The East Liberty Transit Center initiative was a key project contributing to the revitalization of an economically disadvantaged area of Pittsburgh, centered on a dedicated public transit facility. An attempt to revitalize the area in the 1960s involved changing the rectangular street grid to turn the main street into a pedestrian mall and construct a one-way traffic circle around it. That effort, which involved the demolition of neighborhood homes and many businesses, failed to attract new businesses and led to further decline. As a result, the mission was to transform the existing site of the busway’s East Liberty commuter stop into a Transit-Oriented Development (TOD) area to improve access and connectivity.
To accomplish this feat, Michael Baker helped to develop an extensive plan to relocate, expand and upgrade the site into an accessible, more welcoming transit center that would include: pedestrian bridges over the railroad and busway; new infrastructure for pedestrian/car/bicycle traffic; a new parking structure; new residential and commercial buildings; new street designs and traffic planning; and streetscaping to improve access to the center itself.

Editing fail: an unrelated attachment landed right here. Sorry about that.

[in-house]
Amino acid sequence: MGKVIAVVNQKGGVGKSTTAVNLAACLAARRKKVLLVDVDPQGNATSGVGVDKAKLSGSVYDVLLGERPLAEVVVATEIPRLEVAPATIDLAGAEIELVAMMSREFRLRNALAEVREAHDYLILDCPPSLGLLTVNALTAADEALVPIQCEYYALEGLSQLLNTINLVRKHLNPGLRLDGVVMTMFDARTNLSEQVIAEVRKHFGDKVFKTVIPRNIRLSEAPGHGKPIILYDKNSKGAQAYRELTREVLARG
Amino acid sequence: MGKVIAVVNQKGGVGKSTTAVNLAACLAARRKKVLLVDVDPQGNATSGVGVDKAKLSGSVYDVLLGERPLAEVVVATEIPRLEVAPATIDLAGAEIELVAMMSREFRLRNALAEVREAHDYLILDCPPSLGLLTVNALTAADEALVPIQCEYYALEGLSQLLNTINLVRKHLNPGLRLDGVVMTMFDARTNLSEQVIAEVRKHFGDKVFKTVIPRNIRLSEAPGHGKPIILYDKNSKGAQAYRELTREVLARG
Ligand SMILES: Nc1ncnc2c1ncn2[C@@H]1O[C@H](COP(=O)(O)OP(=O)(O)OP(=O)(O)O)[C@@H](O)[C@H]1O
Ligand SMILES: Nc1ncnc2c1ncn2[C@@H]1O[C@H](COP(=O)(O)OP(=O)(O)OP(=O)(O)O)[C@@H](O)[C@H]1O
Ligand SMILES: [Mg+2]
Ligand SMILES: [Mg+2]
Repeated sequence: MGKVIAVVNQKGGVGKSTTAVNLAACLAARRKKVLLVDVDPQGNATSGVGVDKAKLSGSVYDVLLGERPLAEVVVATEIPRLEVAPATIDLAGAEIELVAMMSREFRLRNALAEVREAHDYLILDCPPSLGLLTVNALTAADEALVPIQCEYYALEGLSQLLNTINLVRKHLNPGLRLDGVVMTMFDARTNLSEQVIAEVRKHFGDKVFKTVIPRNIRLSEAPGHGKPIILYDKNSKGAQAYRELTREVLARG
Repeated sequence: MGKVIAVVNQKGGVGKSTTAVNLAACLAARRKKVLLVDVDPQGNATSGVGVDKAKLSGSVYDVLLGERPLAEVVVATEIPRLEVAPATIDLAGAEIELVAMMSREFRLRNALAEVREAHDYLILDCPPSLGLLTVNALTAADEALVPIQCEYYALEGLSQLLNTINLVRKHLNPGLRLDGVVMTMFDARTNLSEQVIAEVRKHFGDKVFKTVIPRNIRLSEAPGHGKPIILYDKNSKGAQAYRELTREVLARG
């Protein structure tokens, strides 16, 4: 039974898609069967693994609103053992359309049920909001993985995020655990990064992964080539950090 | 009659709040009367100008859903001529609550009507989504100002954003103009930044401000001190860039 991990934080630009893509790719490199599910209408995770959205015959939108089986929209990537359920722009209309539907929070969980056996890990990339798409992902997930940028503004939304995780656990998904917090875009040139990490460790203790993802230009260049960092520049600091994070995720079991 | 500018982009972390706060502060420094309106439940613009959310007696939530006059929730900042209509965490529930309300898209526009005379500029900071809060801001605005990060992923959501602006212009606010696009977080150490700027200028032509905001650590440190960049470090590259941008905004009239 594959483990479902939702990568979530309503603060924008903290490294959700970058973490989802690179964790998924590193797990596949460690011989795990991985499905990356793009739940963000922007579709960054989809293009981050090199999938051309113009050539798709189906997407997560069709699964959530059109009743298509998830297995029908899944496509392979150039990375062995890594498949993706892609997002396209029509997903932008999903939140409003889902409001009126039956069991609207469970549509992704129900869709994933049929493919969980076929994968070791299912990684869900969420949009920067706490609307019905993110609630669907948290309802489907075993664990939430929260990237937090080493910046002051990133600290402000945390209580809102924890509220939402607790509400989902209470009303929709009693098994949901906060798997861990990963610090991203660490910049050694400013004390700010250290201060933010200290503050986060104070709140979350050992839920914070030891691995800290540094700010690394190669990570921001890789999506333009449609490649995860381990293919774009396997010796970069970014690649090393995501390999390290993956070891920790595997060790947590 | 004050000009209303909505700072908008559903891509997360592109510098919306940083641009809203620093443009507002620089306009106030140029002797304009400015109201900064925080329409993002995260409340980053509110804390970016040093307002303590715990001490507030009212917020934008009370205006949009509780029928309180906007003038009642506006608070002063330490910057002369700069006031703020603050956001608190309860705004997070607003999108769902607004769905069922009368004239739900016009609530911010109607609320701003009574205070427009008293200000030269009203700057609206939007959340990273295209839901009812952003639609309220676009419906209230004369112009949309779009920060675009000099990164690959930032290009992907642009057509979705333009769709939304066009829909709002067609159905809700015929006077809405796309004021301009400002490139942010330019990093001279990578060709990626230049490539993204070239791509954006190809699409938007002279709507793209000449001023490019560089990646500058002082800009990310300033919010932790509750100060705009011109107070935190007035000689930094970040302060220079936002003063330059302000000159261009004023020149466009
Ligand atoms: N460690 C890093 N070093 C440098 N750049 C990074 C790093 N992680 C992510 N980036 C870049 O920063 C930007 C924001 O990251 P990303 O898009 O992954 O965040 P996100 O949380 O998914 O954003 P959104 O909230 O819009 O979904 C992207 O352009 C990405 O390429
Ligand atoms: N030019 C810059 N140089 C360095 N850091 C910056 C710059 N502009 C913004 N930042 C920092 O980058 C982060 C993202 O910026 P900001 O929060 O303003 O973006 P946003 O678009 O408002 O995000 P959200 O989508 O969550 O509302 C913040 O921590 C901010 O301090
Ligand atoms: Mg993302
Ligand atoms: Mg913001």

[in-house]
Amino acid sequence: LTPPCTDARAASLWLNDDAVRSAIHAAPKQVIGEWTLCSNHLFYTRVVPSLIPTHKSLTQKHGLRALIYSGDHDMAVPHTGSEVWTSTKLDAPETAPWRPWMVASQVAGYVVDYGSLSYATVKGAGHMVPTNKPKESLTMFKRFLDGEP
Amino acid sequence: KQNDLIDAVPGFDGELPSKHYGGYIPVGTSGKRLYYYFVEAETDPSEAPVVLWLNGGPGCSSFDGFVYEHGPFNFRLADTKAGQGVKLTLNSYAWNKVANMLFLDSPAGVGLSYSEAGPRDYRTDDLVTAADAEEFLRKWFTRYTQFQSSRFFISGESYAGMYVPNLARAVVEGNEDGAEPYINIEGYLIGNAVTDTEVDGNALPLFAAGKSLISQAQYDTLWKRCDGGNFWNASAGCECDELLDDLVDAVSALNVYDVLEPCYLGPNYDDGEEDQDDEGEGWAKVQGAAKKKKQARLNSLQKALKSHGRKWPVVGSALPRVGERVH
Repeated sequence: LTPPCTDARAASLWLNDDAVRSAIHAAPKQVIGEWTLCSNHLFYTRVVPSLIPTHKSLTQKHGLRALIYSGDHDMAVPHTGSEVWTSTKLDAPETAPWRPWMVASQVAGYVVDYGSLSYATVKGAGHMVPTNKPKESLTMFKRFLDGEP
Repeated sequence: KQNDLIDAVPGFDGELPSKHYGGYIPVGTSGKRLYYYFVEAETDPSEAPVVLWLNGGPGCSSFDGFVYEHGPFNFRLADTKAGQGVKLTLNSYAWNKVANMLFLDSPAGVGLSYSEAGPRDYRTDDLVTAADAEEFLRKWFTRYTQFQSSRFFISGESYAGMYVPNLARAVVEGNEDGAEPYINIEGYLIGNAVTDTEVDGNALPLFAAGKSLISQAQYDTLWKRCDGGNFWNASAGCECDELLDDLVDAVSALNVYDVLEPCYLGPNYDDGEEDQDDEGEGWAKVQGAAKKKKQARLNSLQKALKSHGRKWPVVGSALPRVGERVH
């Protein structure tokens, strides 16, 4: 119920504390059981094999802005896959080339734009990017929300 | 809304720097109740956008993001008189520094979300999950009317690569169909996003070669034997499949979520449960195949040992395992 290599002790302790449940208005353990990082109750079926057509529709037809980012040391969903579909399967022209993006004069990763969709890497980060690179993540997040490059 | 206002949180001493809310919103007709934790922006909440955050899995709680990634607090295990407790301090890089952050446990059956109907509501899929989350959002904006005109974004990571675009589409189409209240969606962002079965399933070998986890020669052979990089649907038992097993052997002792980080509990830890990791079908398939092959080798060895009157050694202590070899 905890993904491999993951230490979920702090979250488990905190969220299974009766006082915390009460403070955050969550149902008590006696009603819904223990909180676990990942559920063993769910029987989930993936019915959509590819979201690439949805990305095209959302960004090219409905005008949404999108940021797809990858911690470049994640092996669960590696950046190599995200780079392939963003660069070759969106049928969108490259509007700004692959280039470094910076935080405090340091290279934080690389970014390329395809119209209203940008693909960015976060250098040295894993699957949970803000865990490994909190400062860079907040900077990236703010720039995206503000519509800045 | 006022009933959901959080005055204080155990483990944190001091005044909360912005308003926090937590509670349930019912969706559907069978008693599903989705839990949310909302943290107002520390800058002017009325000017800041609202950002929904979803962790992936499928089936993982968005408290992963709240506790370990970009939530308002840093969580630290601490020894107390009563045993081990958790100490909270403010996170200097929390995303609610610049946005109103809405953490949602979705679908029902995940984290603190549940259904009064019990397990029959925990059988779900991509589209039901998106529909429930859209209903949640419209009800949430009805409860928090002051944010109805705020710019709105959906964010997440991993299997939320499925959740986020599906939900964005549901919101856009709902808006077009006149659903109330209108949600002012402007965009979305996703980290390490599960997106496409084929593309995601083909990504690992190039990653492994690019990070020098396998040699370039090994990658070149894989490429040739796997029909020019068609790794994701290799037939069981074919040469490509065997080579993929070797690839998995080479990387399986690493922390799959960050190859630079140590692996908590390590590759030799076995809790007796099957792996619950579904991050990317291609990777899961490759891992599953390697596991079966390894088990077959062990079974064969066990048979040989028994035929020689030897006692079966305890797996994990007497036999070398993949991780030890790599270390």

Our primary role consisted of providing comprehensive on-site construction management services for the project. Services included: construction inspection; utility and stakeholder coordination; integrated master scheduling; contract schedule analysis and monitoring; contract administration; budget monitoring; independent cost estimating; third-party agreement reviews and impact assessments; and communications controls.
Our team also participated as contract manager with the owner’s contractors and designers with upgrades and modifications to local streets and intersections, such as improving access, safety and business development through signalization, architecturally aesthetic pavement treatments and landscaping to encourage pedestrian traffic to and from local businesses and the nearby residential areas of East Liberty and neighboring Shadyside.
Today, this six-acre, $90 million mixed commercial and residential TOD development already is providing a direct link from residences and businesses to the MLK Busway and Downtown Pittsburgh. It sports an apartment complex with 360 units, a 554-space parking facility, a 120-space bicycle shelter, and 43,000 square feet of retail and landscaped space, tying together a renaissance of commercial, office, shopping, university and residential establishments.
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